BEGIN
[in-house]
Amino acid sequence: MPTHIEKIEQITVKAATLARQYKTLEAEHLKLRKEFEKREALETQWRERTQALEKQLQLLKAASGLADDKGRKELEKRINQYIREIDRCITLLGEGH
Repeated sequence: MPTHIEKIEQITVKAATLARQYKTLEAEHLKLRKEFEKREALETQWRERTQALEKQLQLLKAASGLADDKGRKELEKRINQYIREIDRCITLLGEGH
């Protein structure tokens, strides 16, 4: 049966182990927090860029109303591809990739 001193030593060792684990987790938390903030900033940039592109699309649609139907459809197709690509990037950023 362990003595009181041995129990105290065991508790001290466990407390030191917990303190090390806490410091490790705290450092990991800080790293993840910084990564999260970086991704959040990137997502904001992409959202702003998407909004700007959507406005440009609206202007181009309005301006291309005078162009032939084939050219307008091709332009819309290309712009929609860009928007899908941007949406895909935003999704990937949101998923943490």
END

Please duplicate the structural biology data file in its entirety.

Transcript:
[in-house]
Amino acid sequence: MPTHIEKIEQITVKAATLARQYKTLEAEHLKLRKEFEKREALETQWRERTQALEKQLQLLKAASGLADDKGRKELEKRINQYIREIDRCITLLGEGH
Repeated sequence: MPTHIEKIEQITVKAATLARQYKTLEAEHLKLRKEFEKREALETQWRERTQALEKQLQLLKAASGLADDKGRKELEKRINQYIREIDRCITLLGEGH
């Protein structure tokens, strides 16, 4: 049966182990927090860029109303591809990739 001193030593060792684990987790938390903030900033940039592109699309649609139907459809197709690509990037950023 362990003595009181041995129990105290065991508790001290466990407390030191917990303190090390806490410091490790705290450092990991800080790293993840910084990564999260970086991704959040990137997502904001992409959202702003998407909004700007959507406005440009609206202007181009309005301006291309005078162009032939084939050219307008091709332009819309290309712009929609860009928007899908941007949406895909935003999704990937949101998923943490």